WCU’s handling of Koch gift a model for others
Western Carolina University’s faculty has wrestled through months of both tedium and spirited debate in devising how best to manage a controversial gift from a politically charged foundation, and in doing so has apparently succeeded in doing a better job than any university in this country in protecting academic freedoms and its own integrity.
It’s a lofty achievement, one that deserves praise (and emulation from other institutions) and one that should make its faculty and this region proud.
But all that groundbreaking work is just the beginning. Now, the advisory boards charged with monitoring the activities of the Center for the Study of Free Enterprise must remain vigilant and on-task, unlike the rubber stamp advisory boards that apparently exist at more than 50 other U.S. universities.
The backstory to the $1.8 million gift from the Koch Foundation is important. A year ago, in October 2015, the faculty senate of WCU voted overwhelmingly — 21 to 3 — to turn down the money and the free enterprise institute.
“It is not a small stakes issue here. This is the academic integrity of the institution over the long run,” said Faculty Senate Chair Dr. David McCord, professor of psychology, at the time.
McCord is right, and he has been one of the faculty responsible for making sure this did not get rubber-stamped. The Koch Foundation is funded by the billionaire Koch brothers. The Koch brothers give millions of dollars to conservative politicians, while the Koch Foundation supports libertarian leaning, free enterprise centers on more than 50 college campuses. The brand of economics espoused at these centers is one of less government and unfettered capitalism.
And it wants to move society in that direction, as the foundation’s executive director has made clear. While being surreptitiously taped by members of a group known as UnKoch My Campus, foundation director Charlie Ruger said this at a meeting of the Association of Private Enterprise Education: “The idea behind these centers is to bring the ideas out of the academy and apply them across social institutions to achieve this cultural change … it’s about, you know, helping wring every last drop of liberty-advancing value out of every single activity that happens at every singe one of these centers.”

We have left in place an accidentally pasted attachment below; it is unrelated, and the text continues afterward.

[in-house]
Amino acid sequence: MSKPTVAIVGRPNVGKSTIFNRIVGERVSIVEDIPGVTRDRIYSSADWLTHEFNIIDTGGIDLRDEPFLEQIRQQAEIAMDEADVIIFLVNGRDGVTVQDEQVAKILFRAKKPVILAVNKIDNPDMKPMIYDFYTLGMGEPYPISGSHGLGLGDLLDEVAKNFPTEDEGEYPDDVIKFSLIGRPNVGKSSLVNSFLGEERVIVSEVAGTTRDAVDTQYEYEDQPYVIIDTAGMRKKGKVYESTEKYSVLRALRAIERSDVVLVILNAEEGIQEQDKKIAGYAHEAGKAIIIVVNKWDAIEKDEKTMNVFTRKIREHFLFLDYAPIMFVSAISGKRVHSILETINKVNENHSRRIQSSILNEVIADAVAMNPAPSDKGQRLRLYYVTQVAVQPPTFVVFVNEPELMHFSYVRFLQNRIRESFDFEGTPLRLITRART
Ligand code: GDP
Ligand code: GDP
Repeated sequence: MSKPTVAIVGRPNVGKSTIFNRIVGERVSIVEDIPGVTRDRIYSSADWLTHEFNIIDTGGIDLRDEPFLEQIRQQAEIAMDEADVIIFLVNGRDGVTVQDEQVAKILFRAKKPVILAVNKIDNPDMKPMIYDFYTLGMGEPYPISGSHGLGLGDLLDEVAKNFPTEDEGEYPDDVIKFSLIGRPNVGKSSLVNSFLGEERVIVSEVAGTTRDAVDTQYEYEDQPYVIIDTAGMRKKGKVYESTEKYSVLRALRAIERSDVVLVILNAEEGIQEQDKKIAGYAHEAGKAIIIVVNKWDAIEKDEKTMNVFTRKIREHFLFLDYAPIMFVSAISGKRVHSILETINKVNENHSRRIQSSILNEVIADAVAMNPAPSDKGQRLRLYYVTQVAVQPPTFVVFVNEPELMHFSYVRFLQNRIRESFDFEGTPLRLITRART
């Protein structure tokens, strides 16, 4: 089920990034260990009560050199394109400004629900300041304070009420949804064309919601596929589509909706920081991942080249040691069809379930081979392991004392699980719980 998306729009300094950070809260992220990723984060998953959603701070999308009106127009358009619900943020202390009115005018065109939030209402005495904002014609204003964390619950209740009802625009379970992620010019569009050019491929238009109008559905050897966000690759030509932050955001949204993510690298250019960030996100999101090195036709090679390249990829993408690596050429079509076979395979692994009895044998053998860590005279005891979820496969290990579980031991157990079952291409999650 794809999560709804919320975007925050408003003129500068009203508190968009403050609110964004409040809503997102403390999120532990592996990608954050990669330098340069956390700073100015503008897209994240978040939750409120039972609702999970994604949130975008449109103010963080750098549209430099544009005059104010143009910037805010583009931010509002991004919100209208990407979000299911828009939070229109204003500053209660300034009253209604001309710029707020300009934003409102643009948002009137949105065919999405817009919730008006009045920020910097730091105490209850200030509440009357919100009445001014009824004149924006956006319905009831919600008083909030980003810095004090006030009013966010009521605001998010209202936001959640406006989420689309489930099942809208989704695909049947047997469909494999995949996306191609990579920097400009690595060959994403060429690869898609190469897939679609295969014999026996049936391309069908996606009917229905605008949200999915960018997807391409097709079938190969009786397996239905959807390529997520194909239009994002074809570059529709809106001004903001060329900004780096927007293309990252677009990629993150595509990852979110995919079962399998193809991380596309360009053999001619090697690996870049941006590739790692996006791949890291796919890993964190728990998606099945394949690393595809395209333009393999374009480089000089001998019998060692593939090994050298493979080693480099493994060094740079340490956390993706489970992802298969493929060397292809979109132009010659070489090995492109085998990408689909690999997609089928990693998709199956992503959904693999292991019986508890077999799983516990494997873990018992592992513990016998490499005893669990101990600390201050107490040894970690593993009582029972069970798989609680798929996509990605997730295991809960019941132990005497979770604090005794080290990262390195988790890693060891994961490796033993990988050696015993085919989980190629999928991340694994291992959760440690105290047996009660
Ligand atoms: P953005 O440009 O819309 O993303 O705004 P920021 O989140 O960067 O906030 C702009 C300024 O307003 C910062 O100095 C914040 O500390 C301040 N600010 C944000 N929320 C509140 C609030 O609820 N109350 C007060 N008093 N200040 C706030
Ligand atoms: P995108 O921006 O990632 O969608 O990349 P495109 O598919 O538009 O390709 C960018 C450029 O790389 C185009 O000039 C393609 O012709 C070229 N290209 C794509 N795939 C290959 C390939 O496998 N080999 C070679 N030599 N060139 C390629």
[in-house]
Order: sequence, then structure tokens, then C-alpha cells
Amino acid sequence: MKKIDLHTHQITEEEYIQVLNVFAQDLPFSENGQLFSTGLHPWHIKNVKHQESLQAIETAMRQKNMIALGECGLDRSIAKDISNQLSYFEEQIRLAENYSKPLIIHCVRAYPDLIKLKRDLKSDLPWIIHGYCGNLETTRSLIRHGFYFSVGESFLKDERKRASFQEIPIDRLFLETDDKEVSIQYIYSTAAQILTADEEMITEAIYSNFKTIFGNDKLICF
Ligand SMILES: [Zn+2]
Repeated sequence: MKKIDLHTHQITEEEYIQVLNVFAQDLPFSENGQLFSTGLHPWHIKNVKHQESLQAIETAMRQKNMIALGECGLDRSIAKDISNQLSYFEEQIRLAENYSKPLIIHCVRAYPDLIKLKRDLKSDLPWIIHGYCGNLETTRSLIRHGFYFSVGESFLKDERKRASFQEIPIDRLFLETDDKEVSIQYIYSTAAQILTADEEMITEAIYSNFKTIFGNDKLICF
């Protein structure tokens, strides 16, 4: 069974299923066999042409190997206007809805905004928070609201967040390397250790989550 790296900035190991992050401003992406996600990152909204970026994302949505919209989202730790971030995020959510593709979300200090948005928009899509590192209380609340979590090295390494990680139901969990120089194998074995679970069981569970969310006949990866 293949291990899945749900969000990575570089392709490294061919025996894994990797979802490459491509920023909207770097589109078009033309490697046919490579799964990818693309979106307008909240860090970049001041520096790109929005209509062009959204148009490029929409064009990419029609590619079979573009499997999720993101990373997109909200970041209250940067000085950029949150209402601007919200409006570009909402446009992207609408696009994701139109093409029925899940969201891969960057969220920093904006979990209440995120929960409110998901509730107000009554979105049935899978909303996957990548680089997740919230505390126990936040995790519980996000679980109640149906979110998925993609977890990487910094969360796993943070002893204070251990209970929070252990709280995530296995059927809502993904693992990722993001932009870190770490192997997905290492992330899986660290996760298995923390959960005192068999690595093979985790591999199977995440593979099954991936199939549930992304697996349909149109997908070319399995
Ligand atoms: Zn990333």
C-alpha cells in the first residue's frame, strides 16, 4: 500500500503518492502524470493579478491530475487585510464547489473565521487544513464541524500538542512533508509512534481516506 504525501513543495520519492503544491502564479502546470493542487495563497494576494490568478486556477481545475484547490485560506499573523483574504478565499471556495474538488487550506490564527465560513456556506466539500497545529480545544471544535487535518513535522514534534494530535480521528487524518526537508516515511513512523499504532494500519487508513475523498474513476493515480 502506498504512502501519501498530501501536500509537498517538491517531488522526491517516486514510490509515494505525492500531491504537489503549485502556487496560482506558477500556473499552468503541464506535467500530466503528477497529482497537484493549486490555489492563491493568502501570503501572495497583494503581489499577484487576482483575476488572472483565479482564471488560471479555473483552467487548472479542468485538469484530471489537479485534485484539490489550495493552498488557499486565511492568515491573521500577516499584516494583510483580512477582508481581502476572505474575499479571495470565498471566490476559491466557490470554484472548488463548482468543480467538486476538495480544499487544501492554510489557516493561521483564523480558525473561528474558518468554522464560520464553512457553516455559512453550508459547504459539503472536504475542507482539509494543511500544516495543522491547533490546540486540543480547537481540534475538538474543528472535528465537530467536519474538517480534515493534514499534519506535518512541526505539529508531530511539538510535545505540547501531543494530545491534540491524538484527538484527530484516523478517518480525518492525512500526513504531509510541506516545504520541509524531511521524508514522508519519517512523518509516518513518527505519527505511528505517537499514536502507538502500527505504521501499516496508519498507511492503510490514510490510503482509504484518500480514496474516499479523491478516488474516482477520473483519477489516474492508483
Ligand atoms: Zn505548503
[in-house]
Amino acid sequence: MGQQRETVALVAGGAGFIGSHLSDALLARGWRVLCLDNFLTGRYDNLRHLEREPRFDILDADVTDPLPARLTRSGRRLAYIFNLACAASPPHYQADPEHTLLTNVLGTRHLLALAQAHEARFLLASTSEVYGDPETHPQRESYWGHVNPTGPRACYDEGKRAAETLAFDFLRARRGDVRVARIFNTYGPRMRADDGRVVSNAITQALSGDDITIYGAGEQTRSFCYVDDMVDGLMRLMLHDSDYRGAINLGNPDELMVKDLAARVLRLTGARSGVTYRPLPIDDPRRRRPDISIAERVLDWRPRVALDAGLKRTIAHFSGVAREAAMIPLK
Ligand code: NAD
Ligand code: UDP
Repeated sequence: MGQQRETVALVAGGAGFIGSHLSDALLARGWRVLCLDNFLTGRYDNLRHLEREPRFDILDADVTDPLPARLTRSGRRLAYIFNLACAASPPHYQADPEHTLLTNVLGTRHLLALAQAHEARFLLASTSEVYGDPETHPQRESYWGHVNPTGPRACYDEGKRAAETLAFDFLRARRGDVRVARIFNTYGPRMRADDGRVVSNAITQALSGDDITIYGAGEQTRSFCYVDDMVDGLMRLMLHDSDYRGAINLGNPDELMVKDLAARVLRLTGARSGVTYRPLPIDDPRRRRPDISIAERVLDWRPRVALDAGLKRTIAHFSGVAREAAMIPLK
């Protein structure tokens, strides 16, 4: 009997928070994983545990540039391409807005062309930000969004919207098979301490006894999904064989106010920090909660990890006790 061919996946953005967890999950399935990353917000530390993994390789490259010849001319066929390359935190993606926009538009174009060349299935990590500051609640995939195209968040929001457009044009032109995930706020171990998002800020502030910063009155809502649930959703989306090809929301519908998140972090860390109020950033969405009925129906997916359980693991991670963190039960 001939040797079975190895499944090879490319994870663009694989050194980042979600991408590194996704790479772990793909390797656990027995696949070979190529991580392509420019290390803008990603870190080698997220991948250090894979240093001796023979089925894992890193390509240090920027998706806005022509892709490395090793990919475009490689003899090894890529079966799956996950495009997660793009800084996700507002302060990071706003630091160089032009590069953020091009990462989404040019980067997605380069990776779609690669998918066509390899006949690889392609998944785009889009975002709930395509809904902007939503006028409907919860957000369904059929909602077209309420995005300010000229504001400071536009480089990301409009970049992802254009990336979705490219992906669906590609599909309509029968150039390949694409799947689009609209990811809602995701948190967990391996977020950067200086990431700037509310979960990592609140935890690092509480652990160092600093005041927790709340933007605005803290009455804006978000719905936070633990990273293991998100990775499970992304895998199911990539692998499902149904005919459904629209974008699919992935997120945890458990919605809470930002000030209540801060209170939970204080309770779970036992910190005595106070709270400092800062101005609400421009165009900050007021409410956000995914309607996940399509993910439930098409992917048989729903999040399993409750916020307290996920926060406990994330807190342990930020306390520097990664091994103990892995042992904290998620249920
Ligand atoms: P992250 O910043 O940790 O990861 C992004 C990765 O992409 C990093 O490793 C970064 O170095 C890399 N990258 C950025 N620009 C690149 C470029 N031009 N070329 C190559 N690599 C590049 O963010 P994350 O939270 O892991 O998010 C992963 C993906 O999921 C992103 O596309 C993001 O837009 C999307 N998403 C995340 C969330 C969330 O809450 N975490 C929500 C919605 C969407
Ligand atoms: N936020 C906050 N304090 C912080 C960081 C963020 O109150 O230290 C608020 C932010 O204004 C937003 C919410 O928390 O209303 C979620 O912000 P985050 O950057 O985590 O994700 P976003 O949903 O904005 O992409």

It is well to remember that this is not about whether the Kochs are liberal or conservative. Affiliating WCU and its economics department — or any department, say political science — with any single theory or ideology would fly in the face of academic freedom and belittle the very atmosphere of unfettered and spirited debate that must be a cornerstone of a university education.
WCU is lucky for the leadership of Chancellor David Belcher as it steered through the formulation this accord with the Koch Foundation. Sometimes chancellors merely talk the talk, espousing meaningful faculty input but not really encouraging it. Not so with Belcher.
“I have appreciated the healthy, robust conversation that this proposal has generated,” Belcher wrote in an email to faculty last year. “It is my firm belief that the university, of all places, is and must be the locus of civil discourse and debate on the worthy issues and ideas of our time.”
He continued: “I think a hallmark of the healthiest relationship between faculty and administration is an environment where people feel free to disagree. I think the free flow of ideas and the opportunity to disagree in the context of civil discourse is a hallmark of American higher education done right.”
Now, a year later, WCU has accepted the Koch gift despite faculty senate concerns but only after creating a whole new level of oversight and after probably hundreds of hours of faculty debate and input. Ralph Wilson, a research analyst with UnKoch My Campus, has studied dozens of donor contracts with the Koch Foundation that spell out what expectations come with taking the gifts.
“(WCU) has perhaps the most thoughtfully constructed governance mechanism of any Koch center in the country,” he said of the agreement.
The whole point is not to let a foundation — or any entity who comes willing to to write big checks — take control of a public university’s academic integrity. Yes, this money will come with strings attached, but those strings should not make the free enterprise institute or the university a mere puppet of the Koch Foundation. That goal has been achieved.
In an age when universities are strapped for money and struggling to keep offering the liberal arts courses that best teach students to think critically, having a faculty and staff that place a high value on academic integrity in the face of such an enticing monetary gift is like a breath of fresh air. WCU has further cemented its reputation as a university on the rise, and all of us in this region will benefit as that word spreads.